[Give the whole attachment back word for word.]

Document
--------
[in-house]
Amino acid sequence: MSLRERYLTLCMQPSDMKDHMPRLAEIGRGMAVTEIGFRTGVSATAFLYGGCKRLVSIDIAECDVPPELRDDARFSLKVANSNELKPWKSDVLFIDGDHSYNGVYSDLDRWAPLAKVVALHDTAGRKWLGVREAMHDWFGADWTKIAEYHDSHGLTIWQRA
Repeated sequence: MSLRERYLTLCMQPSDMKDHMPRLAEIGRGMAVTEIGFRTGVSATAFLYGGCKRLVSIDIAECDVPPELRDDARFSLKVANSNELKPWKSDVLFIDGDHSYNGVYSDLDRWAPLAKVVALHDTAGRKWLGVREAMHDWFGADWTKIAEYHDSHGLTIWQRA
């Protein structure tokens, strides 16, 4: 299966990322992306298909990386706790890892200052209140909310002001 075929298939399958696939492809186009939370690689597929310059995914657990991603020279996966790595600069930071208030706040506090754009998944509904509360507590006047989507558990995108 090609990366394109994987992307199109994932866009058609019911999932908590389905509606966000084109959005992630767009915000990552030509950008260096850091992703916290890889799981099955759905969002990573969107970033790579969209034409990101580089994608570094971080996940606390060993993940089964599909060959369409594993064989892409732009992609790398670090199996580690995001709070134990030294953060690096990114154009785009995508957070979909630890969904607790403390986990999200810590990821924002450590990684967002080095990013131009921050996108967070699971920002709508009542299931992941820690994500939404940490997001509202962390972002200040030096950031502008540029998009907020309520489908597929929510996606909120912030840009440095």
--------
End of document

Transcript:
[in-house]
Amino acid sequence: MSLRERYLTLCMQPSDMKDHMPRLAEIGRGMAVTEIGFRTGVSATAFLYGGCKRLVSIDIAECDVPPELRDDARFSLKVANSNELKPWKSDVLFIDGDHSYNGVYSDLDRWAPLAKVVALHDTAGRKWLGVREAMHDWFGADWTKIAEYHDSHGLTIWQRA
Repeated sequence: MSLRERYLTLCMQPSDMKDHMPRLAEIGRGMAVTEIGFRTGVSATAFLYGGCKRLVSIDIAECDVPPELRDDARFSLKVANSNELKPWKSDVLFIDGDHSYNGVYSDLDRWAPLAKVVALHDTAGRKWLGVREAMHDWFGADWTKIAEYHDSHGLTIWQRA
């Protein structure tokens, strides 16, 4: 299966990322992306298909990386706790890892200052209140909310002001 075929298939399958696939492809186009939370690689597929310059995914657990991603020279996966790595600069930071208030706040506090754009998944509904509360507590006047989507558990995108 090609990366394109994987992307199109994932866009058609019911999932908590389905509606966000084109959005992630767009915000990552030509950008260096850091992703916290890889799981099955759905969002990573969107970033790579969209034409990101580089994608570094971080996940606390060993993940089964599909060959369409594993064989892409732009992609790398670090199996580690995001709070134990030294953060690096990114154009785009995508957070979909630890969904607790403390986990999200810590990821924002450590990684967002080095990013131009921050996108967070699971920002709508009542299931992941820690994500939404940490997001509202962390972002200040030096950031502008540029998009907020309520489908597929929510996606909120912030840009440095």